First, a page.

April 25th, 2007
Rose ‘New Dawn’
Rose ‘New Dawn’
After losing almost half my roses to drought over the last 18 months, I feel the wheel of fortune has turned again. 2007 has been a boom year for roses in Austin. Among my own roses, I’m seeing a flush of flowers like I’ve never seen before. The vast number of flowers are weighing down the canes. You’d think we were in England or something. Driving around town, I see it’s the same all over. One block east of Congress on East Annie, a Travis Heights cottage has its front picket fence covered with roses. The roses in every garden I visited this weekend were spectacular.
Three of my roses, ‘Heritage’, ‘Blush Noisette’, and ‘New Dawn’ took the center stage last week. After six years, ‘New Dawn’ is tumbling over the front fence as if she’s modelling for a photo in a rose catalog. The very thorny, stiff canes spread ten feet in each direction. I’ve read that they can get 20 feet long.
The pale pink flowers have a modern pointed shape and are lightly fragrant. (Peter Beales describes it as “well-scented” in Classic Roses. I disagree. He also says ‘New Dawn’ “flowers freely from June to October”. In England, I guess.) They fade to ivory when past their prime. The leaves are a bright glossy green that turns russet after a frost. If you don’t prune the spent flowers, rose hips develop.
Introduced in 1930, ‘New Dawn’ is the everblooming sport of ‘Dr. W. Van Fleet’ and the first rose patented in North America. Although the thought of plant patents now conjures up nightmares of Monsanto, after reading about the struggle of rose hybridists in For Love of a Rose, I understand better how important plant patenting is given that you can work for years developing a plant and anyone can stick it in the ground and propagate it.
Which is exactly what I did with ‘New Dawn’. Now I have three ‘New Dawn’ babies, one of which I managed to get planted last December. All three babies began blooming this year on April 22.
The question of whether ‘New Dawn’ is actually remontant keeps coming up on the net. Mine has one good flush in late April, and then a flower or two in the fall. Despite the weather (drought or flood, heat or cold) it is the one rose that always blooms at about the same time each year. Some people theorize that roses being sold today as ‘New Dawn’ have actually reverted to ‘Dr. W. Van Fleet’. Others posit that it depends on climate and in Austin’s hot summers ‘New Dawn’ goes dormant. Still others say they have no problem getting repeat bloom as long as they deadhead.
That might be my problem. Of all my roses, ‘New Dawn’ is the one I find most difficult to prune…yes even harder than ‘Mermaid’. Or it could be that it gets too much shade. Mama ‘New Dawn’, which is planted between the pecan tree and the Texas Mountain laurels, gets blooming the week the pecan is leafing out and doesn’t do much the rest of the year. However, it listed as a rose that can tolerate some shade, performing well with as little as 4 to 5 hours of sunlight.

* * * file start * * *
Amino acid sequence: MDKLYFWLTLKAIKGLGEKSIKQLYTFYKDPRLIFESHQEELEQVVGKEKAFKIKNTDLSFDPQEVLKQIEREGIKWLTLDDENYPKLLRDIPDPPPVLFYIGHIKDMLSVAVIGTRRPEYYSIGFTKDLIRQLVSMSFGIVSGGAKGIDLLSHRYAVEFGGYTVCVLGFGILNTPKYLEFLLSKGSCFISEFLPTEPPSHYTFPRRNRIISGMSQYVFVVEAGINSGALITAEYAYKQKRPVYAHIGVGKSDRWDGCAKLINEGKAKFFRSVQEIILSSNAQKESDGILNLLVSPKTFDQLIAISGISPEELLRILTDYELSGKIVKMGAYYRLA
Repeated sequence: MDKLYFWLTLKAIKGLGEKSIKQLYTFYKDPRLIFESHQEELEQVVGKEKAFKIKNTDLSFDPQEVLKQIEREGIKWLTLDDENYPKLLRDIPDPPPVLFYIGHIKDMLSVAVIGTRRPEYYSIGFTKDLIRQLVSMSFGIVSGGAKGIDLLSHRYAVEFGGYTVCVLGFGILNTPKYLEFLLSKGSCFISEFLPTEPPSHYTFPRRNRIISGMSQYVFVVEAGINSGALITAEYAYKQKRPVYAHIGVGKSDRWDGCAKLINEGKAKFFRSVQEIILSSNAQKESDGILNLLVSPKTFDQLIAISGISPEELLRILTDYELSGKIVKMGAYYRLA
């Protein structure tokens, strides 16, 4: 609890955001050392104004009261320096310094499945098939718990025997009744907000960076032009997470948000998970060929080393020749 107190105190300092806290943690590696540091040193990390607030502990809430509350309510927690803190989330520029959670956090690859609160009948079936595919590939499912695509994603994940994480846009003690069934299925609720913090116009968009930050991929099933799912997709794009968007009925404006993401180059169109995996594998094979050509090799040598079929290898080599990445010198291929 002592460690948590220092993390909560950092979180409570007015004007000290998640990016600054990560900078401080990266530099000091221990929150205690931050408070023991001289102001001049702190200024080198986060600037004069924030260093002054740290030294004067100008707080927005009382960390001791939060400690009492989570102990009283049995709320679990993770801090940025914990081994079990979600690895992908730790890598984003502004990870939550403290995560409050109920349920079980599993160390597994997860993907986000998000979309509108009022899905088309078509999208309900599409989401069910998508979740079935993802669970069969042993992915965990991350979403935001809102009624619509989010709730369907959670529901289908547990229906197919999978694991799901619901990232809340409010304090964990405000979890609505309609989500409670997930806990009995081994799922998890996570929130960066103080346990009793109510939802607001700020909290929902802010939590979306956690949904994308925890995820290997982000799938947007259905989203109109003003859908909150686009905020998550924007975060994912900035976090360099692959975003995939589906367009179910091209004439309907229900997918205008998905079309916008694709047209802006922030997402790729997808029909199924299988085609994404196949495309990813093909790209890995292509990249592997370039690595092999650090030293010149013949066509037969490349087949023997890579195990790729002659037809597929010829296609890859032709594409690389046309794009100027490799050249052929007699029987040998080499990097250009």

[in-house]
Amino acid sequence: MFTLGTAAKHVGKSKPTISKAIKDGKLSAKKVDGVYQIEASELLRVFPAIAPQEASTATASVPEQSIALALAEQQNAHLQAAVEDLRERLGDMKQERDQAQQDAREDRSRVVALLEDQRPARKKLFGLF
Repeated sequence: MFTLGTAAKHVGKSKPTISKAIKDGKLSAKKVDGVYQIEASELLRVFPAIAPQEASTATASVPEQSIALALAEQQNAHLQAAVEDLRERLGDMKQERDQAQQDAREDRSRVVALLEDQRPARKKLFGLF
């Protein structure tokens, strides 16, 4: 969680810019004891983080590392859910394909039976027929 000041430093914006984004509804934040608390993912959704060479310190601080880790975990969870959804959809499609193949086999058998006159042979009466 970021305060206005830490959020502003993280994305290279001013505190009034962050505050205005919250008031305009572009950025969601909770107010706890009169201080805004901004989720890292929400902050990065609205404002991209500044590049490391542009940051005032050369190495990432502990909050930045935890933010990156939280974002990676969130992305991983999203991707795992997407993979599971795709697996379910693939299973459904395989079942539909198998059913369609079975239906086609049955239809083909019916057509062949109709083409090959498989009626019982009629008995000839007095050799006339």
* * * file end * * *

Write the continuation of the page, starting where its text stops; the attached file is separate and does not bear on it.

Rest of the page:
In 1997 ‘New Dawn’ was voted the most popular rose in the world at the 11th World Convention of Rose Societies. Do you grow it? Does it rebloom for you? If so, what are your summer temperatures like and how much sun does it get?
Zanthan Gardens History
Spend all day preparing the hole for ‘New Dawn’. First I dig in several wheelbarrows full of compost and clean out the remnants of lawn and weeds. The area is very wet, mucky, clay, both black and caliche. Few rocks, though and many earthworms. The clay is so heavy that I dig in a lot of peat moss, greensand, and cow manure. Then I put the 3×3 foot box that AJM made and fill it with Revitalizer to make a raised bed. Finally, I plant ‘New Dawn’.
‘New Dawn’ surprised me this morning with several perfect pink flowers about 3 inches across, somewhat flat but with a beautiful mounded center. The plant is sending out long shoots and I cut back the pecan tree and mulberry whips so that it would get some air and sun.
Top dressed with Revitalizer compost and then covered with Texas Native Hardwood Mulch.
Defoliated (a little) and pruned ‘New Dawn’. (Note: In Austin, where roses don’t lose their leaves during winter, stripping last year’s leaves encourages this year’s buds to sprout.)
Cut back and stripped ‘New Dawn’. Planted 3 canes to see if I can sprout them in the vegetable garden as directed by Reddell; two eyes above ground and two below.
First flower. Just one that I almost missed. It is leafing out well, but there are only a few flowers. Currently the pecan has not leafed out and started shading it yet.
Fed with bone meal.
Weeded around ‘New Dawn’. Worked half a bag of Dillo Dirt into the pine needle mulch which is mostly broken down. Watered well. ‘New Dawn’ is one of the few roses that has leaves which turn russet after a frost.
All three baby ‘New Dawn’ plants began blooming today. The original plant has been blooming since the week of March 19th, when we were in New York city. Now a month later, she’s covered in flowers looking better than I’ve ever seen her.
Cut ‘New Dawn’ out. She’s completely died, the victim of too much shade (from the pecan in the summer and the Texas mountain laurels in the winter) or too much drought. All the other roses in the front are doing well so I think it’s the shade more than the drought. One of the cuttings I struck from this plant is thriving in the back north border. The others I never got around to transplanting and ended up throwing out when I built the raised vegetable garden in Fall, 2008.
by M Sinclair Stevens in Austin, Texas